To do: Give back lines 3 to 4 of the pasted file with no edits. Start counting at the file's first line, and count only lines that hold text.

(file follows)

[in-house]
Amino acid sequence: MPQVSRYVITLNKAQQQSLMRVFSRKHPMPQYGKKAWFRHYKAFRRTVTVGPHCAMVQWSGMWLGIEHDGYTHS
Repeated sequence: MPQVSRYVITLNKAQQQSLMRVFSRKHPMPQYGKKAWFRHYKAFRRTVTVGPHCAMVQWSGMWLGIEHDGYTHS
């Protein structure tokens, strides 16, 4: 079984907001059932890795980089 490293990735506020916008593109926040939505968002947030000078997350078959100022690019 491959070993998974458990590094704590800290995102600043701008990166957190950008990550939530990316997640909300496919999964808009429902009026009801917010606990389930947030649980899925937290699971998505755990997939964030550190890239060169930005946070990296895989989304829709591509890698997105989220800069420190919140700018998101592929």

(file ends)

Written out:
Repeated sequence: MPQVSRYVITLNKAQQQSLMRVFSRKHPMPQYGKKAWFRHYKAFRRTVTVGPHCAMVQWSGMWLGIEHDGYTHS
């Protein structure tokens, strides 16, 4: 079984907001059932890795980089 490293990735506020916008593109926040939505968002947030000078997350078959100022690019 491959070993998974458990590094704590800290995102600043701008990166957190950008990550939530990316997640909300496919999964808009429902009026009801917010606990389930947030649980899925937290699971998505755990997939964030550190890239060169930005946070990296895989989304829709591509890698997105989220800069420190919140700018998101592929």